Saturday, 10 November 2007

Installing Leopard on an external HDD (Intel Mac)

Im still waiting for the CCC to finish cloning my main HDD, so I thought I'd use the time to document the procedure I used to install Leopard on my external HDD, as Ive noticed on the net that a few people seem to be having problems with this. So lets get started;

Stage 1 - Prepare the disk

  1. Connect your external disk to your mac while running OS X (You should be able to do this via disk utility when booted from the DVD but I didnt try this myself).
  2. Start Disk Utility
  3. Select the physical disk in Disk Utility, make sure to select the disk and not the volume.
  4. Next click on the Partition tab
  5. Under Volume Scheme select "One partition" (or however many you need just keep about 12GB for Leopard).
  6. Next click the options button and for the partition type, select GUID.
  7. In the name field, enter a name for your disk
  8. Now click Apply, after a couple of minutes the disk should be prepared for installing Leopard.

Stage 2 - Installation of Leopard

  1. Insert the Leopard DVD and click the Install Leopard icon
  2. Restart the computer when asked
  3. After a fairly slow startup (its booting from the DVD) the installer will load
  4. In the first window you see, you'll be asked to select the installation language, choose whatever is appropriate for you.
  5. Next read and accept the EULA
  6. On the next screen after the EULA, you should see a list of Harddisk icons, including your external drive
  7. Select your external drive
  8. At the bottom of the window, you should see a button labelled "Options", click this.
  9. You will now be presented with a list of the install options for Leopard, as the external drive is blank, there will be an Install option in first place instead of upgrade, the second option, archive and install will be greyed out and the third option, Erase and Install will also be available. Choose whichever option you prefer and click ok, I chose Install.
  10. Click continue
  11. On the next screen, click the customize button at the bottom, this will allow you to further customize your installation. You will be presented with a list of options for printer drivers, languages, fonts etc. go through the lists and disabled options you dont need, for example you can get rid of languages you wont use or printer drivers which helps to save space.
  12. Click Done
  13. Click Install
  14. If you have done this once already, then there is no need to repeat the DVD verification step, so just click Skip
  15. Now we just need to wait for the install, mine started off at 54 minutes but dropped down to 39 minutes quite quickly, then up to 1 hour, then back down to 34 minutes before settling down.

TIP: If you want to see what is going on during this stage, from the menu bar at the top, select "Window" - "Installer Log", when the window opens you can choose between three options from the pulldown menu - Show errors only, Show errors and progress, Show all logs. Choose one of these and you'll see whats going on during the installation and still have the progress bar visible beneath the log window.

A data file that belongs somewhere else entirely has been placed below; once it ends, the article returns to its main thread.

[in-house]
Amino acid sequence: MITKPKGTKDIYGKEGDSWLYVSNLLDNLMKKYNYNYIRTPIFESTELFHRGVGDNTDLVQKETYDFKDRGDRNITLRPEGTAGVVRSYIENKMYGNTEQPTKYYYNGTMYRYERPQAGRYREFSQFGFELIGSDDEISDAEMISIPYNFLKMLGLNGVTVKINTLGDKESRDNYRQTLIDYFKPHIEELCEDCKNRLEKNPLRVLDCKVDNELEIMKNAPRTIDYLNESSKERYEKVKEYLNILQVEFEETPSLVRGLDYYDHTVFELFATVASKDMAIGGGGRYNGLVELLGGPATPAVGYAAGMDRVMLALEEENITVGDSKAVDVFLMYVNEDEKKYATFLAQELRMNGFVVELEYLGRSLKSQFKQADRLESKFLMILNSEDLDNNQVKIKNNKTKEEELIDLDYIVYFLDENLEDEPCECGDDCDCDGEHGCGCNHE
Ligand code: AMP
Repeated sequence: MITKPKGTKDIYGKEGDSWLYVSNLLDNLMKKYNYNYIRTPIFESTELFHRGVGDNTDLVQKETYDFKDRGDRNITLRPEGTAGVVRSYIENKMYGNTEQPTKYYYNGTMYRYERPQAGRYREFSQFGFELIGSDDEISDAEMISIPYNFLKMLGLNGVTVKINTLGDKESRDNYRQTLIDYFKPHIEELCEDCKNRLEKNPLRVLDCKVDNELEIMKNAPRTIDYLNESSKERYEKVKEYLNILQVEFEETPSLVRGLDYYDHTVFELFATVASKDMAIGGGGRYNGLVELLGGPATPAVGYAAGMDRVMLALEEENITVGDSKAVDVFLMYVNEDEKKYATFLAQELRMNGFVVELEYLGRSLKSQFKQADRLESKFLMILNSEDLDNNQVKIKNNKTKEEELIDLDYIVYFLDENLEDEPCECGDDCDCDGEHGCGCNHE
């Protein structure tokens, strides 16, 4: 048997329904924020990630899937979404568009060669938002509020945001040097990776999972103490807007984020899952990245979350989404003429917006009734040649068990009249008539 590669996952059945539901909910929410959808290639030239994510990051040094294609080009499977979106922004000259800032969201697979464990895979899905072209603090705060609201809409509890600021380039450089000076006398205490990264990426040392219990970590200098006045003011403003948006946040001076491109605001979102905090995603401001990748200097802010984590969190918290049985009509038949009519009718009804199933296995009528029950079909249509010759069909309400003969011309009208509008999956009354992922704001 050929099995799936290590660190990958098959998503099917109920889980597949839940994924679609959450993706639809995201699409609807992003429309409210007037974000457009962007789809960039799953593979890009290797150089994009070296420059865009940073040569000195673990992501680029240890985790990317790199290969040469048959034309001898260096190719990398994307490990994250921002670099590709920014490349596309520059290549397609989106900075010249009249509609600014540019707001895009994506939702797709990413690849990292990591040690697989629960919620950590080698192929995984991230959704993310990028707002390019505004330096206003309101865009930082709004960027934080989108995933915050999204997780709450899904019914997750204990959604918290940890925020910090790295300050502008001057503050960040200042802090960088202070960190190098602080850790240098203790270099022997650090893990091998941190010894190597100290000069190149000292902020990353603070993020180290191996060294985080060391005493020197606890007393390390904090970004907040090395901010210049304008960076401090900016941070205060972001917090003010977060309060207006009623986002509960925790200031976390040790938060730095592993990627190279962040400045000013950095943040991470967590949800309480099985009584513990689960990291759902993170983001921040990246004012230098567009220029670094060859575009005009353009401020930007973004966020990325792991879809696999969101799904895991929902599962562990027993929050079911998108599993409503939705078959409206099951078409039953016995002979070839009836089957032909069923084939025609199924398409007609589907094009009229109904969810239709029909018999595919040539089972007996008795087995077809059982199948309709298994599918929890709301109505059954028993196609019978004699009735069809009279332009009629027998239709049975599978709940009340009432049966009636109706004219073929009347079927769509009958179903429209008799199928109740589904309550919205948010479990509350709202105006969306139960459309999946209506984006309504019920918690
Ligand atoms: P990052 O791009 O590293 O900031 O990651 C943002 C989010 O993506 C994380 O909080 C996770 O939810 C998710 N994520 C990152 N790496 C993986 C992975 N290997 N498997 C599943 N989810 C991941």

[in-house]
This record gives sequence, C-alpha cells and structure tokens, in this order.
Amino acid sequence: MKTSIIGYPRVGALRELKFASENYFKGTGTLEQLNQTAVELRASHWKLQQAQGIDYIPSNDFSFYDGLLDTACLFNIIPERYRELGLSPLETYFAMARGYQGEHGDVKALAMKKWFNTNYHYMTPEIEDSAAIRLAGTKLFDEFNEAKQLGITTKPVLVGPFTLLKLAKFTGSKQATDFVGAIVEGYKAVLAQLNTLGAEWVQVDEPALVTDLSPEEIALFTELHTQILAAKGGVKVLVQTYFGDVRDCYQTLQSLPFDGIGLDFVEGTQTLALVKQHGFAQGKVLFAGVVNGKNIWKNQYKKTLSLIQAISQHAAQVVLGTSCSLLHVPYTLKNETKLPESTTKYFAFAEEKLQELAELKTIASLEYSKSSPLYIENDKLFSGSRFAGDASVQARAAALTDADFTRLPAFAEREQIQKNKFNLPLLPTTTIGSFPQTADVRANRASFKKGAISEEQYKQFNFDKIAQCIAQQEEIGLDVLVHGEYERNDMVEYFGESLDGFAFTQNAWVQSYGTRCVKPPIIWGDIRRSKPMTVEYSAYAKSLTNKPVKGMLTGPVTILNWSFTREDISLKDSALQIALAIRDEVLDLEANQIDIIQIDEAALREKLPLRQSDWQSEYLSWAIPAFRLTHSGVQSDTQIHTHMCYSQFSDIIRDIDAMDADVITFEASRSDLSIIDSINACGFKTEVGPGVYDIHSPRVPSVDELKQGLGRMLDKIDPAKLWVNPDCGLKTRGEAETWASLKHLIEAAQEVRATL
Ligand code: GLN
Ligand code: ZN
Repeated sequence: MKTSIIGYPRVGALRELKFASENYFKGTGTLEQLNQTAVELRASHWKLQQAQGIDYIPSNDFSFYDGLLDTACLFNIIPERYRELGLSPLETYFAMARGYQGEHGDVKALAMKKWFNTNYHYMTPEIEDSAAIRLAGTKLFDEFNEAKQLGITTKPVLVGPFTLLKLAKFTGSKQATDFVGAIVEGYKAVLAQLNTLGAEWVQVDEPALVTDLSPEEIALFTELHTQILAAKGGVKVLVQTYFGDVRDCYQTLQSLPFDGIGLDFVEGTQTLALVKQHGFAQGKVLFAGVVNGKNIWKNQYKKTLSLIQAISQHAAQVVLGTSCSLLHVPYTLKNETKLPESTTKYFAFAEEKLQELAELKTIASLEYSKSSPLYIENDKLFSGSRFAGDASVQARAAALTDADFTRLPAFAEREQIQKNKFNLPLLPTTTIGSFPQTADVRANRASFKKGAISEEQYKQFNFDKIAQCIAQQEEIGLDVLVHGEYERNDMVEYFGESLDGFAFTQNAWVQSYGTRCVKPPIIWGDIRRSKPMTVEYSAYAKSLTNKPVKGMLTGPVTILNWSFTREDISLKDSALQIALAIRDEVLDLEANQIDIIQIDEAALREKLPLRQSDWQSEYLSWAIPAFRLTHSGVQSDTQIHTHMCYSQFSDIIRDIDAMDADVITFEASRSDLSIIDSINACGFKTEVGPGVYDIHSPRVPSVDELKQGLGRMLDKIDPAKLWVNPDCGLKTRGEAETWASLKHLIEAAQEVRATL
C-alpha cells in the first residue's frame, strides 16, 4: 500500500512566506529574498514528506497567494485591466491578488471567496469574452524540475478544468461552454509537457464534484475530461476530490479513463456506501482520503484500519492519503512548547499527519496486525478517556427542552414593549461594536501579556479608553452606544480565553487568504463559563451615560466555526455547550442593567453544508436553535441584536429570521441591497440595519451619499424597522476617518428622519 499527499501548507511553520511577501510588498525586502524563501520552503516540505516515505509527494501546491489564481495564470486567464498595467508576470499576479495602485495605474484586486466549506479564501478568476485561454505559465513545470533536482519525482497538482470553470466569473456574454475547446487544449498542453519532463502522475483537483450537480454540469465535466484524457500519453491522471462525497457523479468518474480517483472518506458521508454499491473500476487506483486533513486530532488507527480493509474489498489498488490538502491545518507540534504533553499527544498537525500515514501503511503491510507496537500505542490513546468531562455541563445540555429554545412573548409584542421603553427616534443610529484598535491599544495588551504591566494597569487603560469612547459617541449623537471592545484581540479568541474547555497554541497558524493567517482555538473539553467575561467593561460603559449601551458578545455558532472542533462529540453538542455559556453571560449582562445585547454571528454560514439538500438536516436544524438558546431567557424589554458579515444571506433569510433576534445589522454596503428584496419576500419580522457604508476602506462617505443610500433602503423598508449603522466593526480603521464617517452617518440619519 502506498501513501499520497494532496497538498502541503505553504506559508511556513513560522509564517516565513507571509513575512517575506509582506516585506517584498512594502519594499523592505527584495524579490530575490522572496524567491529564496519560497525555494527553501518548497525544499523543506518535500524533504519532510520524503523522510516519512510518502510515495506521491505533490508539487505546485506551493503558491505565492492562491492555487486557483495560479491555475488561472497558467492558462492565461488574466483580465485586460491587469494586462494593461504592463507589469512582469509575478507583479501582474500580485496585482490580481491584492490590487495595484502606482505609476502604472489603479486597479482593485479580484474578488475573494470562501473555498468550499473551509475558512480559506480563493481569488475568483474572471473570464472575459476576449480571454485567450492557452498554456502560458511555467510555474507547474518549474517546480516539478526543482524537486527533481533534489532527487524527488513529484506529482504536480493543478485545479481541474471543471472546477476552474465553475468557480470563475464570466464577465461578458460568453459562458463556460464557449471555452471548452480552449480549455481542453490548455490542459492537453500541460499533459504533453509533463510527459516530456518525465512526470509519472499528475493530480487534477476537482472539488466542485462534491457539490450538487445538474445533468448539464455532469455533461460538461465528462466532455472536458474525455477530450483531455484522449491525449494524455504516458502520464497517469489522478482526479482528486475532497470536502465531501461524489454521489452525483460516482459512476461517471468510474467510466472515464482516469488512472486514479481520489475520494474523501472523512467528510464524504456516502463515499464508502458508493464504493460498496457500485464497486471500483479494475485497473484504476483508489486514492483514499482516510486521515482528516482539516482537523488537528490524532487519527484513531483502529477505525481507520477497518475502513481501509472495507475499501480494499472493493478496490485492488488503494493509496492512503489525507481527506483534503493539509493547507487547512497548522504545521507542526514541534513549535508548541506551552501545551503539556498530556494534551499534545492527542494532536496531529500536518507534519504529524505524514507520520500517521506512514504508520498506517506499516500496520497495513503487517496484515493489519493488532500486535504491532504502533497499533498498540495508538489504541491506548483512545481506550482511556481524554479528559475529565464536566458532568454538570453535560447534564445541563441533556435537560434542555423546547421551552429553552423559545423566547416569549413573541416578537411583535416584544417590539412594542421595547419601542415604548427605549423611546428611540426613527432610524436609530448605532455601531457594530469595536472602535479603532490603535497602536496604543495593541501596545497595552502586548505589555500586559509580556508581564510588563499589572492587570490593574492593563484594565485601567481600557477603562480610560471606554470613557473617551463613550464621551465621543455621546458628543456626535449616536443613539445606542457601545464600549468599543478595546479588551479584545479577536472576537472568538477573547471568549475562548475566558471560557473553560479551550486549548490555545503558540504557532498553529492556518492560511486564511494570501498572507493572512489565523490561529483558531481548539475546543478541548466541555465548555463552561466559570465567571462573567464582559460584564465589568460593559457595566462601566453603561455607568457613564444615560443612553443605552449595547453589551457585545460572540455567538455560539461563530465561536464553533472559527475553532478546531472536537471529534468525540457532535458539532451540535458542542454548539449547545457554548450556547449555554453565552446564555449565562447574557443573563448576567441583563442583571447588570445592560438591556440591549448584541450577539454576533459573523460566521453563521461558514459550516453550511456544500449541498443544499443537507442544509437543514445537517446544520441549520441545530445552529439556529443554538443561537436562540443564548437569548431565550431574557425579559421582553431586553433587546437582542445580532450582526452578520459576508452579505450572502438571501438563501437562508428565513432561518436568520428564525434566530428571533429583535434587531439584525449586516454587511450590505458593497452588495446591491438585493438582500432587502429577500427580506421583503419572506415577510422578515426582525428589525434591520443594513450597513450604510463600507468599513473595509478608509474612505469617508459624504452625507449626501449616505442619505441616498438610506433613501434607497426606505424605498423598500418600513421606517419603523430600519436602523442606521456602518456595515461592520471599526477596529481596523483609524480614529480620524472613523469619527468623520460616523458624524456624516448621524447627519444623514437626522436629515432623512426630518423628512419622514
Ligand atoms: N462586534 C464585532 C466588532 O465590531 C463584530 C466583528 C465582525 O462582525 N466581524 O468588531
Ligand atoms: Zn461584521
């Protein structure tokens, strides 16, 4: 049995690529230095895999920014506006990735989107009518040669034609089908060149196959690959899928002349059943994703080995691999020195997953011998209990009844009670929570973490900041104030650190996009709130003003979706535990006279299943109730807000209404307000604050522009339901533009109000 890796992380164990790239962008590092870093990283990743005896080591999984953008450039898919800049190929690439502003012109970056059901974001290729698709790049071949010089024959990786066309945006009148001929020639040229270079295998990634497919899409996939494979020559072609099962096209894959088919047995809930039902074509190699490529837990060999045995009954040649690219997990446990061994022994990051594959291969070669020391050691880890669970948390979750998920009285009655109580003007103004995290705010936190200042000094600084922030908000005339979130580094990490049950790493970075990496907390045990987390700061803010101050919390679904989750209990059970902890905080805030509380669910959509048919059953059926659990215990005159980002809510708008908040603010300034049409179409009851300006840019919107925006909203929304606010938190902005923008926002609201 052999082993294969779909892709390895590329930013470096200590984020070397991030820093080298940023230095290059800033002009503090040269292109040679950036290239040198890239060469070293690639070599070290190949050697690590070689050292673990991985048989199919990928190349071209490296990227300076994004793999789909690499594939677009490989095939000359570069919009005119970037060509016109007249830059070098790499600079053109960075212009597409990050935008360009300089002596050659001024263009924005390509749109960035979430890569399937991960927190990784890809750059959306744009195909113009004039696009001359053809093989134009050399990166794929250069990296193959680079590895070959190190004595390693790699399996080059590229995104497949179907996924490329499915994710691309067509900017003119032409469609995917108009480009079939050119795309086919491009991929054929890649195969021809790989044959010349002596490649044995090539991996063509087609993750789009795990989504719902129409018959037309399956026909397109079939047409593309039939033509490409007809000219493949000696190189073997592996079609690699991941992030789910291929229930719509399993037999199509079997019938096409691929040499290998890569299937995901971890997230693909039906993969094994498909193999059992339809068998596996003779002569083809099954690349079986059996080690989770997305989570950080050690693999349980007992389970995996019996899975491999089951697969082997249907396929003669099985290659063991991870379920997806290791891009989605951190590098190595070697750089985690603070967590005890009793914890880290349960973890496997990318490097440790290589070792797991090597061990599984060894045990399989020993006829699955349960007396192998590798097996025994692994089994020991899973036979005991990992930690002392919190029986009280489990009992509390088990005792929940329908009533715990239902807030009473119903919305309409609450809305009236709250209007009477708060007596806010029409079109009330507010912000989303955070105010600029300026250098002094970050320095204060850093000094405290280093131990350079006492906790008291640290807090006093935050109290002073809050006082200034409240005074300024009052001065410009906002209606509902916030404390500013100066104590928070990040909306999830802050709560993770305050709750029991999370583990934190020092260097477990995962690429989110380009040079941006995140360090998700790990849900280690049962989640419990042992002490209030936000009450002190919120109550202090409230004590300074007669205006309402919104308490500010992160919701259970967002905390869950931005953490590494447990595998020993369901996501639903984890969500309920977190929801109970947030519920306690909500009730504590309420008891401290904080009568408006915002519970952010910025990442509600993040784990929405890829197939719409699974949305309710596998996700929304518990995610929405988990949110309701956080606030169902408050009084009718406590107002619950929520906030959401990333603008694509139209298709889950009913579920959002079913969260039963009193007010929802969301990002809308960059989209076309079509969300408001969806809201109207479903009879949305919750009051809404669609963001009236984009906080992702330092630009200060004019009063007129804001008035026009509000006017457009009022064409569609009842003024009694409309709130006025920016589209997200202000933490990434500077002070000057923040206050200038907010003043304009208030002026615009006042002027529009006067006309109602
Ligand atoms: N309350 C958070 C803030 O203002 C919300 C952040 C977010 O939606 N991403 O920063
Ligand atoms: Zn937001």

Install complete after about 45 minutes in total.

After the reboot, the Leopard Welcome movie starts playing fullscreen (for me after the upgrade that I did originally, it played in a window only, so the fullscreen was nice).

Stage 3 - Post-Installation Account Customization

Almost done now, just a couple more steps left.

  1. Select the language you want to use for the operating system.
  2. Next choose the keyboard you would like.
  3. On the next screen you'll be asked whether you want to migrate any information, there are four choices;
  • Migrate from another Mac
  • another volume on this Mac
  • from a Time Machine backup
  • do not transfer my information now

If this is a new mac, then select the option, do not transfer my information now. Otherwise pick the option thats best for you. Here I selected migrate from another volume on this mac.

If you select a migration option, then the Transfer your account window appears, here you select the drive that you would like to migrate your information from in the pulldown menu. After the installer finishes scanning the disk, it will display the amount of data available to transfer, for example, User account 35GB and so on.

Tick the boxes here next to the information that you would like to transfer, unfortunately my external drive is smaller than my internal so I wasnt able to migrate my user account, just my applications and network settings.

Click ok and then after a few minutes you will be booted into the desktop with your settings migrated and ready to use Leopard.

Dont forget to go into the preference pane - security - firewall section and turn your firewall on!

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